Beatrice Forms is not just a tool. It’s about finding inspiration from what makes us unique.
Who we are.
The folks behind Beatrice Forms are Alison Hughes and Nathan Barefield, a husband and wife maker team. A little about our journey…
In 2014, after ten years of the Silicon Valley hustle, we quit our tech jobs at Apple and moved to a small farm in Colorado in search of a calmer life in nature. Instead, we found ourselves jumping headlong into rehabilitating nine acres of farmland, raising dairy goats, and transforming our barn into our dream workshop.
In that workshop 4 years ago, we founded a product design studio called Little Barn Industries. There we helped startups bring their ideas to life. Our consulting business built upon everything we had learned over the years, from engineering consumer electronics and software to tailoring custom clothing and building steel bicycle frames.
It didn’t take long before we couldn’t stop thinking about our own idea to help garment designers take on one of their biggest challenges: making clothes that fit. As passionate craftspeople with a heartfelt understanding of what a good tool can do, we thought “Hey we’re the right people for this job!”
At this stage in our lives, we can’t think of any pursuit more gratifying or humbling.
FOLLOW ALONG ON OUR BLOG ︎
- Personal expression connects us and gives our lives meaning.
- Truly seeing ourselves and others empowers us.
Making teaches us empathy. And it’s fun, duh!
It all started way back in college in the early 90’s...
I was DJ’ing, going out dancing with my friends, and vintage was all the rage. But all the cute tops and dresses in the thrift shops were huge on me and hung awkwardly on my narrow, forward shoulders. Being the crafty maker type, I borrowed my best friend’s sewing machine, altered away, and created a personalized wardrobe that fit. For the first time in my life, I truly felt like myself in my clothes. I was hooked.
Fast forward to 2013. My body is “maturing”. Things are sitting a little lower and I’ve got new curves. Fit is affecting the way I feel about my body more than ever.
Thanks to many years as a software engineer slumped over a computer, my upper body had transformed into a crumpled mess. Ready-to-wear clothes choked me at the neck and sleeves pinned my arms like a straight jacket. Fast fashion and poor quality had already completely turned me off from clothes shopping. The fit stuff wasn’t making it any more fun.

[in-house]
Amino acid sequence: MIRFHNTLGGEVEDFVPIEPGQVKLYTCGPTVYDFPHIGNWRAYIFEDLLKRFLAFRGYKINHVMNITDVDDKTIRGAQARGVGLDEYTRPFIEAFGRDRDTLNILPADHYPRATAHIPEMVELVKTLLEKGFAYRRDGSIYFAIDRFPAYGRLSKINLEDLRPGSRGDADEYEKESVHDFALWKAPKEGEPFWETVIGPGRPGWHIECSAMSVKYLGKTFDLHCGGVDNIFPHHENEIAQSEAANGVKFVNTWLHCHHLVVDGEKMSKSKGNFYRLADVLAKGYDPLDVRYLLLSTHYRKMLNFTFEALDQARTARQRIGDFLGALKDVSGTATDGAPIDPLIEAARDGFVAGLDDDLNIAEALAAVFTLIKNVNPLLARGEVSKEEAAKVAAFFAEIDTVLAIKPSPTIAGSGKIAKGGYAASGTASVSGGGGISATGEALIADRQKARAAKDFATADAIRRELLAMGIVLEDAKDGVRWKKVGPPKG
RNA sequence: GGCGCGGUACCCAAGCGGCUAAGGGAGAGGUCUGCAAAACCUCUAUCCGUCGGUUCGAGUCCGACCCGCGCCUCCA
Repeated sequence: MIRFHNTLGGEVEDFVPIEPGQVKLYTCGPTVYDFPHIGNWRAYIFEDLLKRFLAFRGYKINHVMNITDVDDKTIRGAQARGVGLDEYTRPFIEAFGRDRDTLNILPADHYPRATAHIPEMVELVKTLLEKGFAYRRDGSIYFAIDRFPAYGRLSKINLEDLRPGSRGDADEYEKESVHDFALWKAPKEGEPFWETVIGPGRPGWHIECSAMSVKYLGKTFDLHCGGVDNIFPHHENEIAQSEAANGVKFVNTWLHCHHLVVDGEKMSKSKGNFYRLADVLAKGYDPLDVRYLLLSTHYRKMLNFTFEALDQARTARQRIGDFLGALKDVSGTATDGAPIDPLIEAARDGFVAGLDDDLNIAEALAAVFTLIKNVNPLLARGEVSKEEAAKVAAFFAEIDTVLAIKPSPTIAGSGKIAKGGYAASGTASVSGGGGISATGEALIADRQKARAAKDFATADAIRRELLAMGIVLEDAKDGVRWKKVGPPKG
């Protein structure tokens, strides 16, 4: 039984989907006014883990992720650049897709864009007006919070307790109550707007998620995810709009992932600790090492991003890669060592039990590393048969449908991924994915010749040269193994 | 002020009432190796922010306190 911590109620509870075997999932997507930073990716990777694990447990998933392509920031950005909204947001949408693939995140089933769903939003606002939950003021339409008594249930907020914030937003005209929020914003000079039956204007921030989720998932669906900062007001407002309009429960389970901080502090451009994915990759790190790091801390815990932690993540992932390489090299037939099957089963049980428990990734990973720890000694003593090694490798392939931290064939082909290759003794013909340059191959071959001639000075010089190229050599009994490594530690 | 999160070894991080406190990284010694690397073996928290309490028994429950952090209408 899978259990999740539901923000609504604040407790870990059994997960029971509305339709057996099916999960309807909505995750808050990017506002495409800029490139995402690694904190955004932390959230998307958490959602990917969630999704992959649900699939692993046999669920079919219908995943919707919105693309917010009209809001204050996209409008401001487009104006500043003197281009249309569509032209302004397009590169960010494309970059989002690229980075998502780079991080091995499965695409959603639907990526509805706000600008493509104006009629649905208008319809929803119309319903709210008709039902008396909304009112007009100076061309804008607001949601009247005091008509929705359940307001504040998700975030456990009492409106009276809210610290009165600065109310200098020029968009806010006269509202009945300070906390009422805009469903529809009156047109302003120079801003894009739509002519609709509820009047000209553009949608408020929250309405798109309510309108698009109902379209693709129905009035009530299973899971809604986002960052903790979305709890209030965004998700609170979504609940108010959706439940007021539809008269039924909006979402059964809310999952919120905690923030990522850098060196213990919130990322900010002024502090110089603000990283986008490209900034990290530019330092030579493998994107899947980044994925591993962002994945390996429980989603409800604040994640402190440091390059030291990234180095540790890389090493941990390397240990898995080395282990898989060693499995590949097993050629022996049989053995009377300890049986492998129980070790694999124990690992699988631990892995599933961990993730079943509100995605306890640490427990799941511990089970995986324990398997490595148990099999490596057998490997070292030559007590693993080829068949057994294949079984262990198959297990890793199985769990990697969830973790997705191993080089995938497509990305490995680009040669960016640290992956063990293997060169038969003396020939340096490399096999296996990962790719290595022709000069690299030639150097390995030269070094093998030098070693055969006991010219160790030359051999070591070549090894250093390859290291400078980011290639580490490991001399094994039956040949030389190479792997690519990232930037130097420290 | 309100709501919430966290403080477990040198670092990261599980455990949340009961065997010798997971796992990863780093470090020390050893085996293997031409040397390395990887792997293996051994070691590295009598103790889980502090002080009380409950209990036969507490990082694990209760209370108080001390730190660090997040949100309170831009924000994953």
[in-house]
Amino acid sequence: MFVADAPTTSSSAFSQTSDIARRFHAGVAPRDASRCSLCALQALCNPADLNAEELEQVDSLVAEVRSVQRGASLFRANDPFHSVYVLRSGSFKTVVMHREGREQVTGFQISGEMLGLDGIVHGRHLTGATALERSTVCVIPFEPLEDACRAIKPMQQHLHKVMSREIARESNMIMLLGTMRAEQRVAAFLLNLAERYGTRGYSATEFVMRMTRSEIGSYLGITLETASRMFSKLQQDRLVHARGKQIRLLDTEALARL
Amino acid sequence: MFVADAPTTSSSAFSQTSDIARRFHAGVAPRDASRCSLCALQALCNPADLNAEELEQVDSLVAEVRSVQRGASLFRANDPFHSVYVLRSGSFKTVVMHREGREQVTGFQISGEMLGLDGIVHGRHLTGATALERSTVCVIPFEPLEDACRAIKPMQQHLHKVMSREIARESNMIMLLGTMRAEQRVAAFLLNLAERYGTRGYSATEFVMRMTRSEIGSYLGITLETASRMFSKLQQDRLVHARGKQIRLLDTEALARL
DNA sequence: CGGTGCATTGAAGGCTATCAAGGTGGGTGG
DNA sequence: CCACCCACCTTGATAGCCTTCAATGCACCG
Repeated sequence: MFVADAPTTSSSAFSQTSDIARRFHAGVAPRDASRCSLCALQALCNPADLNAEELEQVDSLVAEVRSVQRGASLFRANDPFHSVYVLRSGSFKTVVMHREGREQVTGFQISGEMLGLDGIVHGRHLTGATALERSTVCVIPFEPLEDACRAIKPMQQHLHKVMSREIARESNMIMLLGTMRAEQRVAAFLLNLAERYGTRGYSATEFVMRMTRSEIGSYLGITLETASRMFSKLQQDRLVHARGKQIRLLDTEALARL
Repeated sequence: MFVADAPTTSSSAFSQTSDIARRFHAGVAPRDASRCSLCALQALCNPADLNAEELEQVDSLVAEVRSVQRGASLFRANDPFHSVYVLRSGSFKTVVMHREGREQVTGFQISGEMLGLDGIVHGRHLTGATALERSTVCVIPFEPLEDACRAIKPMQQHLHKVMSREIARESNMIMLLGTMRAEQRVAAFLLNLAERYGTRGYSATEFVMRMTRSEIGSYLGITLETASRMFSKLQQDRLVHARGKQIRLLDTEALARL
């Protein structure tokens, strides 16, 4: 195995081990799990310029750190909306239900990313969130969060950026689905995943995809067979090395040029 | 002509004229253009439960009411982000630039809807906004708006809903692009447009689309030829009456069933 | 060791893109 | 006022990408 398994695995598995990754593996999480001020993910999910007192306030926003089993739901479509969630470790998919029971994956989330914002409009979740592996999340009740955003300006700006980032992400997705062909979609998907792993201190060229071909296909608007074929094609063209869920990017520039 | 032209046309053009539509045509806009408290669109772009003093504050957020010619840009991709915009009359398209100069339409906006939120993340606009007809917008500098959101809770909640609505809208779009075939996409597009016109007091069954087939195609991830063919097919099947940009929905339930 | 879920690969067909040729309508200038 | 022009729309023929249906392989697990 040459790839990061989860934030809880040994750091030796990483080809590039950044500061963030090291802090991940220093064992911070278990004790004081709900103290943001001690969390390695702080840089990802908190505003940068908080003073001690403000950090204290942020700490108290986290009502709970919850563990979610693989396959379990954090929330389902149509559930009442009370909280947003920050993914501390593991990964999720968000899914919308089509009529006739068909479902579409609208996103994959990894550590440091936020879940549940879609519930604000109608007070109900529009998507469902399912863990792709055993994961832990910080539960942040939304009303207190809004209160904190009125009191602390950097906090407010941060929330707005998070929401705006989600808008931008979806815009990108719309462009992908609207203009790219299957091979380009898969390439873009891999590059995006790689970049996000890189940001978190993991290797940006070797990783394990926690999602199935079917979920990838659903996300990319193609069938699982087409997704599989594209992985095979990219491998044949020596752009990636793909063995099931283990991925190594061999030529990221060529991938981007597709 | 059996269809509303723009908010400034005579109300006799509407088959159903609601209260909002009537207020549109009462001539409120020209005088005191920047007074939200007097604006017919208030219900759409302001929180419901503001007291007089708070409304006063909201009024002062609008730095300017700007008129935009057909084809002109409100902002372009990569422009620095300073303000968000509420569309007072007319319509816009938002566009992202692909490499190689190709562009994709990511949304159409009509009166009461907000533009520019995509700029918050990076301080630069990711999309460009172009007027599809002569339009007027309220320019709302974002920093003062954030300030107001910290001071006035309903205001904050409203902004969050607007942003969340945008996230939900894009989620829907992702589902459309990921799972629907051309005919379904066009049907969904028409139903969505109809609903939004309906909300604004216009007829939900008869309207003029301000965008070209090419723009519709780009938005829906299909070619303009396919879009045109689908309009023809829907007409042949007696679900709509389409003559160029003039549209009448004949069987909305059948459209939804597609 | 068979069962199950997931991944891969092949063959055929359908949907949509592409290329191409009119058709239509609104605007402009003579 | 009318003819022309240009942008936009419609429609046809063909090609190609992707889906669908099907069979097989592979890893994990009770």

Help! Sewing machine to the rescue!
I set out to solve my fit problems by sewing my own wardrobe. Unlike my college years, I now had the power of the internet to help. Online, I discovered this inspiring new movement of independent pattern designers and global community of sewists just like me! Yes, I could do this!
As I pushed to get a better fit, my sewing hobby transformed from a fun, intuitive challenge that I could solve with my hands into a demoralizing, abstract math puzzle. Hello muslin spirals and hacked taped pattern chaos.
I thought maybe what I needed to conquer my fitting woes was a dress form. After a bunch of research, I realized commercial designers were using standard forms to fit an “average” person - that was NOT going to solve my problem because the reason things don’t fit me is that my body is not average. Nobody is an average. I realized I needed a "body double".
My paper tape form, circa 2013.
Again, the existing solutions were disappointing: cast your body (um, nope - gross), custom form from measurements (too expensive, inaccurate), padded standard form (also inaccurate) or paper/duct tape forms. I went with the cheapest option - paper tape - and while it was a total eye opener for me in terms of fit and body acceptance, it was a royal pain to make. And it lacked many critical features like being pinnable.
What I really wanted was a thoughtfully designed custom tool that would inspire me to create beautiful things, not a lumpy, frustrating paper mache project.
My nerd-side kicked in. When I was an engineer at Apple, I made technology work for creatives. Why couldn’t I make technology work for every day sewists like me to tackle fit?
I consulted my husband Nathan who, lucky for me, happens to be a mechanical engineer. We cobbled the tech together on weekends and in a month, we were able to generate a 3D model of me using photos taken with an iPhone. We cut the first "mini me" out of that pink insulation foam you get at Home Depot. Indeed, it could be done.
After leaving the Bay Area for Colorado, the custom dress form project kept calling to us. Two years later in 2017, we finally made the leap of faith. It was time to quit our tech jobs so we could devote all of our energy to empowering makers like you.
Beatrice was born!
Alison and Nathan
Umm, probably shouldn't take fashion advice from these people.